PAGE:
What Wright has become is an asset on a good to great Seahawks defense, but he’s far from a critical component of it. Campbell has comparable potential when all is said and done.

Campbell’s deficiencies shouldn’t be too problematic as he projects to Atlanta moving forward, and thus I like his potential. There will probably still be many instances where Campbell gets stuck out of position or his slower reactions limit the plays he makes, but he should be far from a liability at any point.

Yet one reason why I’m hesitant to heap too much praise or expectations on Campbell is the reality of being a fourth-round pick. That reality is that he might not get the opportunities that players drafted ahead of him (mainly Jones) will get in the next few years as the Falcons continue to rebuild their linebacker corps in the future.

There is a scenario where if Jones doesn’t take off as a middle linebacker this year, the Falcons re-invest in that position next offseason with a higher-priced free agent or high-round rookie. And in that scenario, the team will have a more vested interest in maximizing Jones’ potential by moving him to weak-side linebacker over someone like Campbell.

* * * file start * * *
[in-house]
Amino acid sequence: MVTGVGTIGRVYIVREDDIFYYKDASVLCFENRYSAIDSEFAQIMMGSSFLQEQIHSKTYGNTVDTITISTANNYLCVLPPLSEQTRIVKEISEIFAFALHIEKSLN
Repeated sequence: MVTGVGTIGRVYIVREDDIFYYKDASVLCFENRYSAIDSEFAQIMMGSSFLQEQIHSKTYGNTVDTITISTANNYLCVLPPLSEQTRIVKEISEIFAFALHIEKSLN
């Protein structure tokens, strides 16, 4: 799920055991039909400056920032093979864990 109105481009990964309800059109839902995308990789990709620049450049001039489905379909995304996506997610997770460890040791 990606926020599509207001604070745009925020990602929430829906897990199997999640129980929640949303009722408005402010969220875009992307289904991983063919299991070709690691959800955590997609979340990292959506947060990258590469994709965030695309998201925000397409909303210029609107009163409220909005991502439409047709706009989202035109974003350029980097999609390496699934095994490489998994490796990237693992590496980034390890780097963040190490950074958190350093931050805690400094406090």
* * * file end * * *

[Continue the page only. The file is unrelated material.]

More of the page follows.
Nonetheless Campbell should easily have a long NFL career and possesses the capability to become a solid starter in Atlanta. He also has just as much a chance of being stuck as a reserve for the next four years. It might really boil down to a coin flip on exactly how it goes.

If Campbell doesn’t become a starter in Atlanta, I’m less inclined to believe it will necessarily be due to the fact that Campbell isn’t good enough. Circumstances could easily prevent him some opportunities to reach his maximum potential.

If he has the opportunity to compete for an open starting spot as early as next season, he’s a player that I wouldn’t bet against winning that job outright. And if that happens, he should be well on his way to fulfilling the better destiny as a long-term starter in Atlanta.

About the Author

Aaron Freeman
Founder of FalcFans.com